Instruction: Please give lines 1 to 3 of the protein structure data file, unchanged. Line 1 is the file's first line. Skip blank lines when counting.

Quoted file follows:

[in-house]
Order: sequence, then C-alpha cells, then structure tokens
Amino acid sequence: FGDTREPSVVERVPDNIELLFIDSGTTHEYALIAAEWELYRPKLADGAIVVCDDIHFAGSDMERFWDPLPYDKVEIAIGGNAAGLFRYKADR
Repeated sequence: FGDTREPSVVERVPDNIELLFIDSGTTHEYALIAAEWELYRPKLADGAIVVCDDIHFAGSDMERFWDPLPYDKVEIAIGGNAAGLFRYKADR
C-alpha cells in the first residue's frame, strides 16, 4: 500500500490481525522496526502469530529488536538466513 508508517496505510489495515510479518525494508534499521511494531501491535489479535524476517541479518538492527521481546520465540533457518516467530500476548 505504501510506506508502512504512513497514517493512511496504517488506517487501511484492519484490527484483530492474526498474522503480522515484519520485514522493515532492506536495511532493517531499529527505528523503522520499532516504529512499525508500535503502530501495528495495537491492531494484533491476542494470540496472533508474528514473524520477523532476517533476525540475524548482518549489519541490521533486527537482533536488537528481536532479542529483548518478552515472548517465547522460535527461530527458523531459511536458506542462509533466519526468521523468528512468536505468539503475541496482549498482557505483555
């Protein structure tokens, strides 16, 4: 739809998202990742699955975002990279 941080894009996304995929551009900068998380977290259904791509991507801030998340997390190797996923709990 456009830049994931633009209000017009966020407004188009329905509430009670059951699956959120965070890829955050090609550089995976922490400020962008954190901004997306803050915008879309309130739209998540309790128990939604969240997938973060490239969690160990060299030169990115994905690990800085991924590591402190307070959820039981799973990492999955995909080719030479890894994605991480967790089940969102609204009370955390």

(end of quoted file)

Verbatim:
[in-house]
Order: sequence, then C-alpha cells, then structure tokens
Amino acid sequence: FGDTREPSVVERVPDNIELLFIDSGTTHEYALIAAEWELYRPKLADGAIVVCDDIHFAGSDMERFWDPLPYDKVEIAIGGNAAGLFRYKADR